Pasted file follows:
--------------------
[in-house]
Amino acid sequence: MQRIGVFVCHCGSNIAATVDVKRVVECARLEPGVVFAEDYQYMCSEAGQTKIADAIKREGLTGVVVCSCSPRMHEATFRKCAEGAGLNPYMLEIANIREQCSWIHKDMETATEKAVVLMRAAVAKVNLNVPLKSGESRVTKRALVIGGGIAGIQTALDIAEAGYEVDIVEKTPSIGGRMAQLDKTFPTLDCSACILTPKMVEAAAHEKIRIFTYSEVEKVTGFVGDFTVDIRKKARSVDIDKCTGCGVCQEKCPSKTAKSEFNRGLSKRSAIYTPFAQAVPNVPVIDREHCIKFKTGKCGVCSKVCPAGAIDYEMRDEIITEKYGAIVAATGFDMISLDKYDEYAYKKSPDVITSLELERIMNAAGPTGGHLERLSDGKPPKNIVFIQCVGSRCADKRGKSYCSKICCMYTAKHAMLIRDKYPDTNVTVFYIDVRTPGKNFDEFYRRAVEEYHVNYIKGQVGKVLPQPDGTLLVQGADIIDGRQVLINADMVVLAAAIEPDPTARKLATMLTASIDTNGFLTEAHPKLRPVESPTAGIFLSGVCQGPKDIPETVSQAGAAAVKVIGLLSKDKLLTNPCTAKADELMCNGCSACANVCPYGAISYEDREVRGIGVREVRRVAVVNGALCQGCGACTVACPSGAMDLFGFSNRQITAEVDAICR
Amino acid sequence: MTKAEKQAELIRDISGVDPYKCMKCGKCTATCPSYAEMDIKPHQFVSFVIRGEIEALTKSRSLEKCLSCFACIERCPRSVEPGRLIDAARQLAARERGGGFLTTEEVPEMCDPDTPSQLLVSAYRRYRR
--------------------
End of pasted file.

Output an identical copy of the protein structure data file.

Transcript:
[in-house]
Amino acid sequence: MQRIGVFVCHCGSNIAATVDVKRVVECARLEPGVVFAEDYQYMCSEAGQTKIADAIKREGLTGVVVCSCSPRMHEATFRKCAEGAGLNPYMLEIANIREQCSWIHKDMETATEKAVVLMRAAVAKVNLNVPLKSGESRVTKRALVIGGGIAGIQTALDIAEAGYEVDIVEKTPSIGGRMAQLDKTFPTLDCSACILTPKMVEAAAHEKIRIFTYSEVEKVTGFVGDFTVDIRKKARSVDIDKCTGCGVCQEKCPSKTAKSEFNRGLSKRSAIYTPFAQAVPNVPVIDREHCIKFKTGKCGVCSKVCPAGAIDYEMRDEIITEKYGAIVAATGFDMISLDKYDEYAYKKSPDVITSLELERIMNAAGPTGGHLERLSDGKPPKNIVFIQCVGSRCADKRGKSYCSKICCMYTAKHAMLIRDKYPDTNVTVFYIDVRTPGKNFDEFYRRAVEEYHVNYIKGQVGKVLPQPDGTLLVQGADIIDGRQVLINADMVVLAAAIEPDPTARKLATMLTASIDTNGFLTEAHPKLRPVESPTAGIFLSGVCQGPKDIPETVSQAGAAAVKVIGLLSKDKLLTNPCTAKADELMCNGCSACANVCPYGAISYEDREVRGIGVREVRRVAVVNGALCQGCGACTVACPSGAMDLFGFSNRQITAEVDAICR
Amino acid sequence: MTKAEKQAELIRDISGVDPYKCMKCGKCTATCPSYAEMDIKPHQFVSFVIRGEIEALTKSRSLEKCLSCFACIERCPRSVEPGRLIDAARQLAARERGGGFLTTEEVPEMCDPDTPSQLLVSAYRRYRR